I keep about 12 gallons of pond water in my basement over the winter. It has a few handfuls of elodea, some duckweed, and whatever critters were caught two weeks ago when I filled it up.
Tonight there are mayflies dancing over the water's perpetual fluorescent light. A tiny spider rests nearby, patient as a stone. The spider will be rewarded.
I can stare at it for minutes at a time, looking for daphnia or skeeter larvae or whatever else wanders below my nose. I have a microscope, but knowing that countless invisible critters romp in the bucket is enough for tonight.
It's my tabernacle.
Humans are funny that way--we pay more attention to the church tabernacle, a purely human construct now, than we do the bread and the wine it protects, mostly constructs of yeast.
We glorify the box, and sanctify the Eucharist, but ignore the yeast, creators of the wine and leavened bread. We rarely view yeast as holy, if we think about it at all.
And so it is with science education.
Trade your child's textbook for a bean, her iPod for a magnifying glass. Science starts, and ends, with the natural world.
A child who learns how to manipulate data without learning how to see can never be more than a technician, and Lord knows we have enough of them around.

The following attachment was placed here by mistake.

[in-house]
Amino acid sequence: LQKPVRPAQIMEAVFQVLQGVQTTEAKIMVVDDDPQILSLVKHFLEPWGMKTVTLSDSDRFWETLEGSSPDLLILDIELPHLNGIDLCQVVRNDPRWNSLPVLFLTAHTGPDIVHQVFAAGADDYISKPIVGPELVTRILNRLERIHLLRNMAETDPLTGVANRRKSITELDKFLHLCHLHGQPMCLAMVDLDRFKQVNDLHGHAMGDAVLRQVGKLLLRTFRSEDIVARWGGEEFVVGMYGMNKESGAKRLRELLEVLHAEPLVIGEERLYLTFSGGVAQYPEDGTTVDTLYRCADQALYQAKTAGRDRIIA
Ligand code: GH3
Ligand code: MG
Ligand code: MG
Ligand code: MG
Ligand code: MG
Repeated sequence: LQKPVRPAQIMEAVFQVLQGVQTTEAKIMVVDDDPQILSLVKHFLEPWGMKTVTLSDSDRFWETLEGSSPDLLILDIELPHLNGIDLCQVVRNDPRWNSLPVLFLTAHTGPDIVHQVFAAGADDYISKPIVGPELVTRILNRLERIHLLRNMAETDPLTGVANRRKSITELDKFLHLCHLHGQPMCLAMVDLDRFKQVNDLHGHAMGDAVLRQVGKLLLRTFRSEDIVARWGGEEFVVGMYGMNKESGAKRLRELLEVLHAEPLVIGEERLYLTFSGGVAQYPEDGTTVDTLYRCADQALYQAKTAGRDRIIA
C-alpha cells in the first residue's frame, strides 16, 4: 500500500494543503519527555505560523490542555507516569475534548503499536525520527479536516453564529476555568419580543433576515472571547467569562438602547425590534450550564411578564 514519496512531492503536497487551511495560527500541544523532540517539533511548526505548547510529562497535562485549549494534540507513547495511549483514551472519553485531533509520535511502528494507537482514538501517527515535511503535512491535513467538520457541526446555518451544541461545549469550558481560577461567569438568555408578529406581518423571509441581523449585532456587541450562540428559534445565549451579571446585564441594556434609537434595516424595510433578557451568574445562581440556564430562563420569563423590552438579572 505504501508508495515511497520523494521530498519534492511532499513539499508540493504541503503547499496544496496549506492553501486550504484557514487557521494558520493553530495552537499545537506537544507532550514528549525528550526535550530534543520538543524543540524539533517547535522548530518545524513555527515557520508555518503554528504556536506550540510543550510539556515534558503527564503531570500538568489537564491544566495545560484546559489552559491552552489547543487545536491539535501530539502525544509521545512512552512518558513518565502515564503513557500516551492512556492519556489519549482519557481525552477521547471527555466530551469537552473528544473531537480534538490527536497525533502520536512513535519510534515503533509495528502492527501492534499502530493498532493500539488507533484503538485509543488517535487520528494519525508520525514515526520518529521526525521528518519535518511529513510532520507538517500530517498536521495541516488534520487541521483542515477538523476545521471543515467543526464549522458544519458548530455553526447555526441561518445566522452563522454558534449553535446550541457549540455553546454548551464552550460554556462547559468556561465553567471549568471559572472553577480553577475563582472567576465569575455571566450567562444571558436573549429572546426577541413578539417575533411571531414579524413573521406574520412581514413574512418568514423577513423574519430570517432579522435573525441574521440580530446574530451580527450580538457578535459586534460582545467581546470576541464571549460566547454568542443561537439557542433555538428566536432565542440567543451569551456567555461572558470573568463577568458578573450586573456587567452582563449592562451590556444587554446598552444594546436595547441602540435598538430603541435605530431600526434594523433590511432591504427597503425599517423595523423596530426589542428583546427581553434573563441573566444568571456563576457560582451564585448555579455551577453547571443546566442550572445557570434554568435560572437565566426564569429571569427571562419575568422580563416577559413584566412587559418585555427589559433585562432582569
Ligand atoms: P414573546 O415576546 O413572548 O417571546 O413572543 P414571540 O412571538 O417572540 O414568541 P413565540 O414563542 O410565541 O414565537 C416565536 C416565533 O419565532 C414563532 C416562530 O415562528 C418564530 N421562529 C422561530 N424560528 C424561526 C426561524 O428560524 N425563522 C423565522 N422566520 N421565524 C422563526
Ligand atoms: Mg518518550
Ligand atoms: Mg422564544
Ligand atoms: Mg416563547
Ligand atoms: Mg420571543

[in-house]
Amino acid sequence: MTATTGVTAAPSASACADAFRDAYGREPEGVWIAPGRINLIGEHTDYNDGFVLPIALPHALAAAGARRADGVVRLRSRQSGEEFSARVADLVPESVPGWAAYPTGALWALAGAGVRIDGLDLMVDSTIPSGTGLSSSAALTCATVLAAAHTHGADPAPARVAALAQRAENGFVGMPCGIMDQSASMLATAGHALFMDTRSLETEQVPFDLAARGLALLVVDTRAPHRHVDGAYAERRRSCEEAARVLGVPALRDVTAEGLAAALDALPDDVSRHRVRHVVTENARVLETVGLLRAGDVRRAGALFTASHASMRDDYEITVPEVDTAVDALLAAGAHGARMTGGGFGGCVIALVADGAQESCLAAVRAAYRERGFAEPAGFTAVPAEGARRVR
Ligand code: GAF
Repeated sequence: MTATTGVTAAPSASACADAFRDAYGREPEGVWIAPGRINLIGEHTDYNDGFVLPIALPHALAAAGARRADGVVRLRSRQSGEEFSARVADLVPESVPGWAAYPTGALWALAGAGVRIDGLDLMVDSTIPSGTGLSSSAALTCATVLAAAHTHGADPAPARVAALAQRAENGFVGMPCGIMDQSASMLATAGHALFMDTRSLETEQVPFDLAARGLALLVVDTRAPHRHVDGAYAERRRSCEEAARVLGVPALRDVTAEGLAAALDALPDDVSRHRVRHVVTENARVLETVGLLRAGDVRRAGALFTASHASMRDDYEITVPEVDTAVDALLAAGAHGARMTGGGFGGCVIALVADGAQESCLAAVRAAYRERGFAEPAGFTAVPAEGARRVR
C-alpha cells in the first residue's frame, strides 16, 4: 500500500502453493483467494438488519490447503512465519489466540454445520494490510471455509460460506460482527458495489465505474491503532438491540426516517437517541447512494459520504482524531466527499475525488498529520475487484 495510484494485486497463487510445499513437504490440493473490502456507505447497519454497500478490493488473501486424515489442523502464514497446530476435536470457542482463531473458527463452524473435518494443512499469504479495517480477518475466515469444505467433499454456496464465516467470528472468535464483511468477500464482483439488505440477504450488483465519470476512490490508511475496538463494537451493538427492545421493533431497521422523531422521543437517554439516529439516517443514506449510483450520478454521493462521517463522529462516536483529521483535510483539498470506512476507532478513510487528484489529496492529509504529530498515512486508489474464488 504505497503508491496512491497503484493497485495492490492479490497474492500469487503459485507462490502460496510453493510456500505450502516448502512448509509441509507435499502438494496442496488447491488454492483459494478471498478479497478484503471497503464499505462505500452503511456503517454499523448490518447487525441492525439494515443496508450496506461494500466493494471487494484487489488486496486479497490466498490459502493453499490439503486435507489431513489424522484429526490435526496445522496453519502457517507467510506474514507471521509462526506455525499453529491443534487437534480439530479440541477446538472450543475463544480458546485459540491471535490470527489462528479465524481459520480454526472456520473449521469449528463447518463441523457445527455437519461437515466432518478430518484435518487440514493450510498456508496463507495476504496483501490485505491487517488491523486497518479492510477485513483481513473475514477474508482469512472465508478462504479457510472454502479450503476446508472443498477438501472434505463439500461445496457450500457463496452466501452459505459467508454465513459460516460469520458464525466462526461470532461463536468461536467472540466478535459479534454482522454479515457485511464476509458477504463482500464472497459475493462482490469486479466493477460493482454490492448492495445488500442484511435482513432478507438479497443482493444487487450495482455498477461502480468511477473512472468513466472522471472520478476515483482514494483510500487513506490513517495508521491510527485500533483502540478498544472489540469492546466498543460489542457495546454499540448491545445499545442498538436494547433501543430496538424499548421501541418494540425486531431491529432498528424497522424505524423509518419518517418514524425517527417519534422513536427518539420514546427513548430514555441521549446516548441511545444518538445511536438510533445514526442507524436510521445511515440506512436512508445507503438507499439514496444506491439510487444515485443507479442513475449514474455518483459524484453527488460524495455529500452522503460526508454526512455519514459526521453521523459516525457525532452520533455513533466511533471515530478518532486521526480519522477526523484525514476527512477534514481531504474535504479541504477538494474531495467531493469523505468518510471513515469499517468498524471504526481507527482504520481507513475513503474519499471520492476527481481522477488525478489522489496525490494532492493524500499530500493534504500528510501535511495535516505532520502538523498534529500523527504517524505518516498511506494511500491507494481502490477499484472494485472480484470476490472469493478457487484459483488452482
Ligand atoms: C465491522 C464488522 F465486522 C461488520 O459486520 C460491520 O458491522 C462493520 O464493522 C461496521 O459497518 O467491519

If we were serious about creating more scientists, we'd be serious about how our children spend their days, and their nights.
The word tabernacle has a marvelous history--a cousin of tavern, both words comes from taberna.
During the Exodus, the Tabernacle was a tent, pitched at various areas as the Israelites wandered for decades in the wilderness. Imagine the shadows it cast as the sun set on it, and the chill of night descended on the settlement, imagine the canopy of stars above, the wandering of Jupiter and Saturn and Venus over the years, known by those protected by their tabernacle.
When I grew up, in a Catholic parish, the tabernacle of the Egyptian desert had been reduced to an ornate box that held the Eucharist, a box that never felt desert winds or sun, nor the drops of a mid-summer storm. The Tabernacle sat in the gloom of the sanctuary, the holiest of holy places, a human relic long removed from the awe of the aching desert.
I fear we have done the same to science. The natural world beckons to a curious child as she stares out into the long December shadows, before she is interrupted by her teacher.
Be a good girl, and pay attention...
Chastised, she recites her lesson--"mitochondria are the powerhouses of the cell," and thus learns to bend to the sacred, another devout student who will, slowly over time, confuse the tabernacle for the miracles around us.
The sad thing is, the church is the only connection to natural cycles many children have these days....